Every family has ... or should have ... an Aunt Lydia. 83 years old and a lovely old soul. She and Uncle Win were delightful to visit. "Oh, come on down to Calais (Maine) and we'll play cards and eat us some lobstah."
She had the downEast accent; calling Uncle Win an ahss followed by her happy chuckle made it less of an attack!
Winfield was a dynamo, enthusiastic and energetic. When we brought the grandkids to visit, he'd take them out into his kitchen garden to help him pull veggies for supper. Then he'd hike them up to the small pond he'd made in his back yard, surrounded by pinwheels and cartoon figures. When they traveled, they'd stop along the way and buy more figures for the pond. For the grandkids. For their own pleasure, as they sat in the evening looking up at the stars.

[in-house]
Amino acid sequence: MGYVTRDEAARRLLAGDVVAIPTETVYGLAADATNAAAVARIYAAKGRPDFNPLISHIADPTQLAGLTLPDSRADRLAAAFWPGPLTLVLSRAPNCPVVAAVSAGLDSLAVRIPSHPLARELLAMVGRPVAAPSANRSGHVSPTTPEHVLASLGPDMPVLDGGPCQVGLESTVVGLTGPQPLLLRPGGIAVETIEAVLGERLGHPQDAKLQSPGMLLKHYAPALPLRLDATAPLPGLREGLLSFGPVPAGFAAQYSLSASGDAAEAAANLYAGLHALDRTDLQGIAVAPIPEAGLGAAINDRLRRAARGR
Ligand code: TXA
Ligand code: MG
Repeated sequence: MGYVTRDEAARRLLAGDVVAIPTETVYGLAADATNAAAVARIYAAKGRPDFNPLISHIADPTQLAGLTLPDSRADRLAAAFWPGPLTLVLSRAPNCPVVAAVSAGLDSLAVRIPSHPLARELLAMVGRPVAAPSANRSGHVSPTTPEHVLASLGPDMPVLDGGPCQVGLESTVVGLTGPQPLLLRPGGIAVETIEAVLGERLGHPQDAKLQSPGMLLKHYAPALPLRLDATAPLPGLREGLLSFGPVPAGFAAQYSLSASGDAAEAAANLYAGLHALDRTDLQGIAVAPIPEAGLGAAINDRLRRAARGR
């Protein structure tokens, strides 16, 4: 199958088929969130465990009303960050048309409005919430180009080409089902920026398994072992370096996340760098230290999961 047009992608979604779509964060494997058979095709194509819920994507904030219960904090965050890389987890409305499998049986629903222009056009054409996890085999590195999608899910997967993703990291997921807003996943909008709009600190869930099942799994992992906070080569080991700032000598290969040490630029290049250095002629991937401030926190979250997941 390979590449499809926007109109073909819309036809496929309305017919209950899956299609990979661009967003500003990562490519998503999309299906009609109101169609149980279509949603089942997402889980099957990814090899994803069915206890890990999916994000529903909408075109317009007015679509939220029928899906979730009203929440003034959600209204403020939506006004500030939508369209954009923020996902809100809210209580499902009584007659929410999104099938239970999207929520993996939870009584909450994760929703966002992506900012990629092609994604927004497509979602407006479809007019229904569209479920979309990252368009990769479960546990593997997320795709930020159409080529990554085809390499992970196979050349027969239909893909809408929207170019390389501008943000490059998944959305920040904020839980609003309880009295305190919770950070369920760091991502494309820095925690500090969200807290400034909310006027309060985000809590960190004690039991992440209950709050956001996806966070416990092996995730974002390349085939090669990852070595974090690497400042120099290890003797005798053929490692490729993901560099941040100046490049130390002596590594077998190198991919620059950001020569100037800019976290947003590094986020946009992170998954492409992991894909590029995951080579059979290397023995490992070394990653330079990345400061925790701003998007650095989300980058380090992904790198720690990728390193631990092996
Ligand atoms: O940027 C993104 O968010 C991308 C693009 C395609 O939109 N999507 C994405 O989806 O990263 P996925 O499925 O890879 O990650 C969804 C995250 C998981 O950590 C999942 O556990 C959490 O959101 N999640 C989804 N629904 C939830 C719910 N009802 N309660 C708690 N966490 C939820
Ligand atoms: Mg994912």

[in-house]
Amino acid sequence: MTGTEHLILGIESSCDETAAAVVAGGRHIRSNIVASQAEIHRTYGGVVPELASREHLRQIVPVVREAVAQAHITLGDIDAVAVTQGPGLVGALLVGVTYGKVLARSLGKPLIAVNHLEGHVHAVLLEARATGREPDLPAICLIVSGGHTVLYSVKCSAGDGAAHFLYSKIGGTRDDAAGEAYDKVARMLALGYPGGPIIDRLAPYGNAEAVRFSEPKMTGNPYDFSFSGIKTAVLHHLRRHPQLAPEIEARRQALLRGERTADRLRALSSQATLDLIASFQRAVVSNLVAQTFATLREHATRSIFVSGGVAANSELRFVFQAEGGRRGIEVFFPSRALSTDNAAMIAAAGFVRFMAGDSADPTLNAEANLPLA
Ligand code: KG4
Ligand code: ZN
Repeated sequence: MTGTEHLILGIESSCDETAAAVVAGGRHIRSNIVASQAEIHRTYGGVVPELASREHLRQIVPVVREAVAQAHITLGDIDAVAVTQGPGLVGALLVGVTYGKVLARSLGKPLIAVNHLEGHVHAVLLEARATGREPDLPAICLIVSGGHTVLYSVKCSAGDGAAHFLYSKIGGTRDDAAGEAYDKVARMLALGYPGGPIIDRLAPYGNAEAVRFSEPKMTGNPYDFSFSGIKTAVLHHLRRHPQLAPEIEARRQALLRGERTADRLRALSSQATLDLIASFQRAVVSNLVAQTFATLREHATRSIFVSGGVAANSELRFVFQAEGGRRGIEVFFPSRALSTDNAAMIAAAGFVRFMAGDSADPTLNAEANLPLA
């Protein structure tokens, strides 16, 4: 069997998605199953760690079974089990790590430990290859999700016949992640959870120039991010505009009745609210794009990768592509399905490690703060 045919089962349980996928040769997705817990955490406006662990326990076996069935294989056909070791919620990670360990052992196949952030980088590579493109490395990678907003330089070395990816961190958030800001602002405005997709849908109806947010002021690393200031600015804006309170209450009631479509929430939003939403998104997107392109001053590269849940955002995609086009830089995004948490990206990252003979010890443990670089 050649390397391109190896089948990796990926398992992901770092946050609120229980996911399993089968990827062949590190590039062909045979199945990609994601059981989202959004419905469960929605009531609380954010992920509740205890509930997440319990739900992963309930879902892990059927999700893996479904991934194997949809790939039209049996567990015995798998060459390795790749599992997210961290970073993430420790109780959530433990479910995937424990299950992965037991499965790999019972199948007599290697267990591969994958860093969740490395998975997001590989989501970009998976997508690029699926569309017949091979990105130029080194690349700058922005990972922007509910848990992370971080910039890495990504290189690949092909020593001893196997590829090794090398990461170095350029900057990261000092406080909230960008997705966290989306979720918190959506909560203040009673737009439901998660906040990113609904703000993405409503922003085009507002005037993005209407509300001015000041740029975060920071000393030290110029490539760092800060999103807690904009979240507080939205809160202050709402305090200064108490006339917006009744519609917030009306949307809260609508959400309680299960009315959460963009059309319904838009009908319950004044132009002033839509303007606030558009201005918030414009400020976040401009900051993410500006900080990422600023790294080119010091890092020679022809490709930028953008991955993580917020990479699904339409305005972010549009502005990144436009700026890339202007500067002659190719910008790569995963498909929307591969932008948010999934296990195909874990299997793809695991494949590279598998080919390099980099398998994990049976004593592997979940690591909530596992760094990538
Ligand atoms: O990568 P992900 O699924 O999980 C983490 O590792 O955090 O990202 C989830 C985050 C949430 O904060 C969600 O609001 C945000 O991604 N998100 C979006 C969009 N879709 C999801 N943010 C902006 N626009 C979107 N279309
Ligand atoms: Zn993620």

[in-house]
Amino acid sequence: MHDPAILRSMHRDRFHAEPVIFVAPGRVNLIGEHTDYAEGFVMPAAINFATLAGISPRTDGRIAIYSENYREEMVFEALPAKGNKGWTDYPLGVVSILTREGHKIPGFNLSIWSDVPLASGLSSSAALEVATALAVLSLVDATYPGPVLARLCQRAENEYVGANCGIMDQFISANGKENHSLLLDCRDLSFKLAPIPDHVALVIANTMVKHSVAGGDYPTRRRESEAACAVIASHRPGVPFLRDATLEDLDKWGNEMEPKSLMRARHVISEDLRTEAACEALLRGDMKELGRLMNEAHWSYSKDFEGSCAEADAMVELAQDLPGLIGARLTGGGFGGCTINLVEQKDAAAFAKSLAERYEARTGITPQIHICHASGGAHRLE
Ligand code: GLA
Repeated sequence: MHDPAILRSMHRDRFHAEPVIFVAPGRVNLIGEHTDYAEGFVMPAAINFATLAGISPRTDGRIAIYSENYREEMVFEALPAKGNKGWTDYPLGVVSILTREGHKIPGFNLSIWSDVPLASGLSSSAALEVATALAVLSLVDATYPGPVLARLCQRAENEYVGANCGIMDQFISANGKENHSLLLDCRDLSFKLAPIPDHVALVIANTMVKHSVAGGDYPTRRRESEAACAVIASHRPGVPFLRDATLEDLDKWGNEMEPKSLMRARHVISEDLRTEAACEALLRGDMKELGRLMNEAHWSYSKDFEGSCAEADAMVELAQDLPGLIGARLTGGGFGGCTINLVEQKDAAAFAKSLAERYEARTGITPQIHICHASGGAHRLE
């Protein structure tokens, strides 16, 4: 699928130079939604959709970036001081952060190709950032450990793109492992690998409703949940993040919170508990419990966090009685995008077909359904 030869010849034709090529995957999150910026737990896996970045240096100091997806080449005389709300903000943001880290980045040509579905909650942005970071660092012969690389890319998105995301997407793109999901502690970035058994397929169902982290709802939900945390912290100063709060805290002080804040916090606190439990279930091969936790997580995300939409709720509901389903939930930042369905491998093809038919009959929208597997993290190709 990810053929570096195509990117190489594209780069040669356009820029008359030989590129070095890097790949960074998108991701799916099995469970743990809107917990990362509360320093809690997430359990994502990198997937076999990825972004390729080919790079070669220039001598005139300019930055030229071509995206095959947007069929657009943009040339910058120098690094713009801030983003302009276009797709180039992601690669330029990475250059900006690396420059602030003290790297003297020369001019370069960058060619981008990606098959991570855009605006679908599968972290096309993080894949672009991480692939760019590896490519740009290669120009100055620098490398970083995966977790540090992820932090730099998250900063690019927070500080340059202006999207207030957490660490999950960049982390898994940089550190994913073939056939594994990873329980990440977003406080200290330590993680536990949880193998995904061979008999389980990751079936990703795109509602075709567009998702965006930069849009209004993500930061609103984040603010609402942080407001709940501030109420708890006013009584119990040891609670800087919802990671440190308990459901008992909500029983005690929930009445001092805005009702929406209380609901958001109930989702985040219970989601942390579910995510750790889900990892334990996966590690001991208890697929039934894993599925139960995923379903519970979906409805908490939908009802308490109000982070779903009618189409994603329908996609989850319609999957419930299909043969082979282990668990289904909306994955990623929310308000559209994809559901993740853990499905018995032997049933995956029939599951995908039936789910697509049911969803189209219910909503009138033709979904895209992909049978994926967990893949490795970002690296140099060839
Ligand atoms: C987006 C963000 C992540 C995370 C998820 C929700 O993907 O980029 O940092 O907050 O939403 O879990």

We lost Uncle Win to a heart attack some years back, but Lydia kept right on going. A breast cancer survivor, diabetic, she would raise her shirt and stick the needle in and never even pause.
When Win died, the entire small town turned out for his funeral. He left a big hole when he passed on.
Now, yesterday morning, we lost Lydia. She had been fading a bit, having breathing problems, was in a nursing home in Texas, near her daughter JoAnne. The decision was to make her comfortable, to ease the pain, to let her slip away. Lydia helped make that decision herself, and that last night, she and JoAnne laughed and talked about Win, even joked with the nurses. Then, in the early morning hours, Lydia's voice softened. She smiled and said quietly:
Win and I are going fishing now.
Those were her last words.